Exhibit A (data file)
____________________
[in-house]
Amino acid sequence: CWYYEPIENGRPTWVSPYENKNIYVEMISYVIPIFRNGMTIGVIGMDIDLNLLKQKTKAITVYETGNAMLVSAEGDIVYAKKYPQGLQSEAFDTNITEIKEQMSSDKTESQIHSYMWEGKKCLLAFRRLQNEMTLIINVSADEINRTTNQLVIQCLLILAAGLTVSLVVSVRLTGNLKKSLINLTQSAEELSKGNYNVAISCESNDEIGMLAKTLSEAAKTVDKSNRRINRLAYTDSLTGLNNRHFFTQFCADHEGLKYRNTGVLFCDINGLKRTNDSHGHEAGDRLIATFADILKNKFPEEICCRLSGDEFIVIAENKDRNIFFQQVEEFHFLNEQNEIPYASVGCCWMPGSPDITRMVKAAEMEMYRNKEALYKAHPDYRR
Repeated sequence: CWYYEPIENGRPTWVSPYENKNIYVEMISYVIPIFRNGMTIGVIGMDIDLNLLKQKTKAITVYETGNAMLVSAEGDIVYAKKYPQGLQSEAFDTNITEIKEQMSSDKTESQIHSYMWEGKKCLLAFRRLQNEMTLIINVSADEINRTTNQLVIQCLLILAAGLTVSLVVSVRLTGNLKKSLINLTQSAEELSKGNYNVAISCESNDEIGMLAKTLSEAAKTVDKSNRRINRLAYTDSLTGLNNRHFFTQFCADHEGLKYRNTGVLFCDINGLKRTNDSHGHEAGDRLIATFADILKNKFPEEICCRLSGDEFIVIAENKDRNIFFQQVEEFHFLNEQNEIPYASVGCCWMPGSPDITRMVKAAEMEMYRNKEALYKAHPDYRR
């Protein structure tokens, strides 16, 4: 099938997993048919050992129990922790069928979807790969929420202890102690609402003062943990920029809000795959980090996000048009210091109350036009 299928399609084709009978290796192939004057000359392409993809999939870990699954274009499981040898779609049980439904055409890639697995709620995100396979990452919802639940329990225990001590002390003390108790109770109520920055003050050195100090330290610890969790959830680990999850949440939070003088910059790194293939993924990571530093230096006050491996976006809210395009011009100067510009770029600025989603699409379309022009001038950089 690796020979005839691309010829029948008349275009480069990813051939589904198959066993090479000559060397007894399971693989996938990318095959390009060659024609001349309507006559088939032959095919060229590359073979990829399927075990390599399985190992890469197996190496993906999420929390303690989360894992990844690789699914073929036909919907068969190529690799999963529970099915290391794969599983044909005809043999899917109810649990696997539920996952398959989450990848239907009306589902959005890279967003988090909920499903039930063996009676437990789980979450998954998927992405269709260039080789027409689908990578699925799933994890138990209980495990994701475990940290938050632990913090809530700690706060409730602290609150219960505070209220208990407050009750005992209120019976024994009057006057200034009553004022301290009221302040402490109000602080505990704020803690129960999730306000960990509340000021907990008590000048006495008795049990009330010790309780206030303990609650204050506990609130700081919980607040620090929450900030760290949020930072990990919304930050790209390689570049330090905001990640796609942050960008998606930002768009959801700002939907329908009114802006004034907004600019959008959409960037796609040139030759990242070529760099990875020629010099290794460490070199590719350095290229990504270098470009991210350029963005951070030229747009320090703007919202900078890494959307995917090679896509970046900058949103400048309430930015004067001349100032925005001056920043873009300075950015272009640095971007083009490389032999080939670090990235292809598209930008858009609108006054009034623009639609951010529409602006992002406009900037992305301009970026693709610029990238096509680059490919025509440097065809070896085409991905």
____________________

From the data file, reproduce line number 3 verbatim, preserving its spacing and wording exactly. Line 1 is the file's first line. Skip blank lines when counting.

Repeated sequence: CWYYEPIENGRPTWVSPYENKNIYVEMISYVIPIFRNGMTIGVIGMDIDLNLLKQKTKAITVYETGNAMLVSAEGDIVYAKKYPQGLQSEAFDTNITEIKEQMSSDKTESQIHSYMWEGKKCLLAFRRLQNEMTLIINVSADEINRTTNQLVIQCLLILAAGLTVSLVVSVRLTGNLKKSLINLTQSAEELSKGNYNVAISCESNDEIGMLAKTLSEAAKTVDKSNRRINRLAYTDSLTGLNNRHFFTQFCADHEGLKYRNTGVLFCDINGLKRTNDSHGHEAGDRLIATFADILKNKFPEEICCRLSGDEFIVIAENKDRNIFFQQVEEFHFLNEQNEIPYASVGCCWMPGSPDITRMVKAAEMEMYRNKEALYKAHPDYRR